During my time as a trial court judge, I heard many disturbing stories about substandard medical treatment being given to the inmates in our prison system, and recently the federal courts have begun threatening to take action about the situation.
So in an effort to educate myself, I asked Earl Fuller, a good friend of mine and a retired medical doctor who had volunteered to provide medical services in the women’s prison at Chowchilla, if he would share with me some observations about his experiences while he was there.
He agreed to do so, and I am passing his comments along to you as indications about some of the conditions that existed in 1996 that the federal courts would probably have been hearing about.
Why do they care, or why do we? Because one of the responsibilities of a just and moral society is to protect and take care of everyone who is in our custody, whether they be Charles Manson or Jack the Ripper.
The following is a paraphrasing of Fuller’s comments.
You asked me to write about some of my experiences as a prison physician. I retired as a practicing obstetrician and gynecologist after 32 years in Fullerton.
My first position was at the California Women’s Prison in Chowchilla, Calif., and I was there in the spring or early summer of 1996 as a relief physician who took over for regular doctors on leave.
My first assignment was to a “yard” that housed several barracks of inmates. The women were not allowed to have prescription drugs in their possession, so they were dispensed by guards in the morning, noon and evening. Nevertheless, a certain amount of illegal drugs was always available. The inmates also made a horrible home brew called “prunella,” which caused some drunkenness after fermentation.
I was faced with a medical potpourri that was fascinating and would have supplied any medical school with more pathology than the students ever could have handled.
For example, I would see at least four patients a day with hepatitis A, B and C. Generally when a person has all three viruses it is as a result of unclean needles from injecting drugs.
There would also usually be at least four women with syphilis, two women with treated tuberculosis, and large numbers with diabetes, hypertension and arthritis.
Throughout my time there, it was my experience that the prison system’s main financial goal was to house these women as inexpensively as possible. Of course, medicine could be an irritating demand on the budget, so almost any request that could be safely denied was.
I also remember an inmate who requested long socks. She was a rather large woman and was fitted with leather high-top shoes because they were the only ones that fit her.
Unfortunately, the supply room only had short socks that would not come to the tops of her shoes, so her ankles had been rubbed raw and were bleeding from contact with the leather.
She cut the short socks to cover her ankles, but then her uncovered instep rubbed so much that it also became raw. I made four requests for appropriate socks, but they were never granted by the time I left.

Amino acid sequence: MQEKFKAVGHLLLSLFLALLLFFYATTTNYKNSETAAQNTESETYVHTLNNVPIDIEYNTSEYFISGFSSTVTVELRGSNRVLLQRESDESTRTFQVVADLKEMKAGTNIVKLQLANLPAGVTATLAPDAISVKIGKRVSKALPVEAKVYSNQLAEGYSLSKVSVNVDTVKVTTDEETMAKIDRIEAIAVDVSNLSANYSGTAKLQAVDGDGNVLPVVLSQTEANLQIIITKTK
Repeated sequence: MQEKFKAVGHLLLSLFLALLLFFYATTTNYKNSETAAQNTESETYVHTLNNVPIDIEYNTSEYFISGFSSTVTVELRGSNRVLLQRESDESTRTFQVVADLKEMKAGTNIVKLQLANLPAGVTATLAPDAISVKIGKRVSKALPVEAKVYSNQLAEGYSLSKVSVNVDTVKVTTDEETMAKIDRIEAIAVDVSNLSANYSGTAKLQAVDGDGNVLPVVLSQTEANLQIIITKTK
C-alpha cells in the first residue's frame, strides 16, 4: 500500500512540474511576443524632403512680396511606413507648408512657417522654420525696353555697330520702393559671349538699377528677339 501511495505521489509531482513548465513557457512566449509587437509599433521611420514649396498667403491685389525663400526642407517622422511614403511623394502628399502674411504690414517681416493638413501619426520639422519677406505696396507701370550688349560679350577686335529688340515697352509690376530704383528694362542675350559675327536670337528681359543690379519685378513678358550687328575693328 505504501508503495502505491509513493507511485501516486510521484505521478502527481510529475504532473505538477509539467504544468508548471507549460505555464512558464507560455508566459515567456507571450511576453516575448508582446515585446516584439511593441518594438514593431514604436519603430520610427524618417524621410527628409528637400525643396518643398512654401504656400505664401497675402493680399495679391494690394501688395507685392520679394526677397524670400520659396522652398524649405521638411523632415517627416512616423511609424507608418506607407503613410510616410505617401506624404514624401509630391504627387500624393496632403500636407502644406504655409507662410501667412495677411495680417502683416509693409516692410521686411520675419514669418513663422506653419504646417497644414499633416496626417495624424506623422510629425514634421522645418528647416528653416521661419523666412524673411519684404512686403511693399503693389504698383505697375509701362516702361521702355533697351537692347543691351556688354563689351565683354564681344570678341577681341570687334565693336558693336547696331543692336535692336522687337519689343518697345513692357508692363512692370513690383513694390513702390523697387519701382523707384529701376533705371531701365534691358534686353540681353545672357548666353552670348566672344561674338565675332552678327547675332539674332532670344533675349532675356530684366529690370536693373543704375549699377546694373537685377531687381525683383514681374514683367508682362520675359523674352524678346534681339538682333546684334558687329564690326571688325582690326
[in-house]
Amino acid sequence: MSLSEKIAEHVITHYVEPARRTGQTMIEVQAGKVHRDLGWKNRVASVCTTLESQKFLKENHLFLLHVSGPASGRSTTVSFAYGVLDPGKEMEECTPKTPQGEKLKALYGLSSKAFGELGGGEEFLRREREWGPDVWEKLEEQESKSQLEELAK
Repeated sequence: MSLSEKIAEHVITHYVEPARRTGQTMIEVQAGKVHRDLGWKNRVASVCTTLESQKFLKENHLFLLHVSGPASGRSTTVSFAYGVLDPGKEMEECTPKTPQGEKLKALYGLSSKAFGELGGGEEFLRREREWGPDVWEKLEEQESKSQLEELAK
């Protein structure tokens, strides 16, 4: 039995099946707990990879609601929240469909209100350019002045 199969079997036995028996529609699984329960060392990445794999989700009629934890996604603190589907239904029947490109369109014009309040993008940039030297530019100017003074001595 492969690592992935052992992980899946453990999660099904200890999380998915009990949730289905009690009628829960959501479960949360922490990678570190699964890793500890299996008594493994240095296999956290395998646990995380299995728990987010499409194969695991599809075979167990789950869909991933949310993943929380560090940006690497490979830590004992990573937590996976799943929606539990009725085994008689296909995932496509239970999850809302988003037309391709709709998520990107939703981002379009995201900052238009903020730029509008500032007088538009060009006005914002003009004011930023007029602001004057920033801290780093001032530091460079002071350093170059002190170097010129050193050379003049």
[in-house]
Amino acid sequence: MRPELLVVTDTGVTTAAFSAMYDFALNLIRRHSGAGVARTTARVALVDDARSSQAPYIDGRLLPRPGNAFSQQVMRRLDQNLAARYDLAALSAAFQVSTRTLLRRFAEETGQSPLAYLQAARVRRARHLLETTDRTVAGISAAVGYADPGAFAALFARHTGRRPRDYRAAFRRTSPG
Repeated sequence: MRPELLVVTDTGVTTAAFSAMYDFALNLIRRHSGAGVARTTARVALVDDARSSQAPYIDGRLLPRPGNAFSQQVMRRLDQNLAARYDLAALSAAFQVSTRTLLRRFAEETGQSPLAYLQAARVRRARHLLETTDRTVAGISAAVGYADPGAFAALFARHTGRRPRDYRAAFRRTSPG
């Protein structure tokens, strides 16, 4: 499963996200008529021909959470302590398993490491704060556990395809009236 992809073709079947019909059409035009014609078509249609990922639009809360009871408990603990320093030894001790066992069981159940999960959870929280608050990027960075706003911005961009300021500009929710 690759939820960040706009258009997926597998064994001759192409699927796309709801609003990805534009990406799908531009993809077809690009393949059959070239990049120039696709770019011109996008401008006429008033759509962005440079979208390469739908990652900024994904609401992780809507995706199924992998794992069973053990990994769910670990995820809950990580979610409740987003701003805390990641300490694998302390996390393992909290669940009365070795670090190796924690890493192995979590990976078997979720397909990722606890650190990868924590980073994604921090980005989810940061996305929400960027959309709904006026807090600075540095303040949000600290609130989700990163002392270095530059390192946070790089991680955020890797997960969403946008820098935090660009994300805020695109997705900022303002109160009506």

Another deeply disturbing expense-saving idea I encountered was not to treat hepatitis until the liver enzymes began to rise, suggesting that the entire liver was beginning to fail.
The liver is a wonderful organ that keeps on functioning until it is almost destroyed.
So when the enzymes are rising because of hepatitis, there is probably less than 10% of the liver remaining.
When faced with the first signs of liver failure, I began treatment immediately. Unfortunately treatment is expensive, as uncomfortable as chemotherapy, and time consuming for the nursing staff.
This made me unpopular with the staff, but medically it was necessary to save as much of the liver as possible or a liver transplant would be the only option.
During my second month, I was moved to do admitting histories and physicals on new inmates. I couldn’t do much but diagnose in this position, because treatment was left to the other physicians. But I do remember talking with a woman who was sent back to prison for violating parole. She said she was riding in a car with her boyfriend when the police stopped them and found a half-smoked marijuana cigarette on the floor in the back seat.
That resulted in her parole being revoked and her being placed back in prison.
Maybe she lied to me, but if not we are paying $35,000 a year to keep her there.
Finally, I can tell you that significant numbers of inmates are in custody for drug problems. But during my entire time working in the prisons, I do not remember seeing any drug treatment, counseling or classes to help the addicts.
We seem only to be punishing them to nobody’s advantage, which is terribly expensive for the taxpayers, and everybody else.
Those are some of Fuller’s comments. So let me ask you. If you or people you hold dear were in prison with untreated failing livers, or feet being rubbed raw for lack of higher socks, how would you feel? What would you do?
Next week we will talk about this issue some more.
JAMES P. GRAY is a retired judge of the Orange County Superior Court, the author of “Wearing the Robe – the Art and Responsibilities of Judging in Today’s Courts” (Square One Press, 2008), and can be contacted at firstname.lastname@example.org or via his website at www.judgejimgray.com .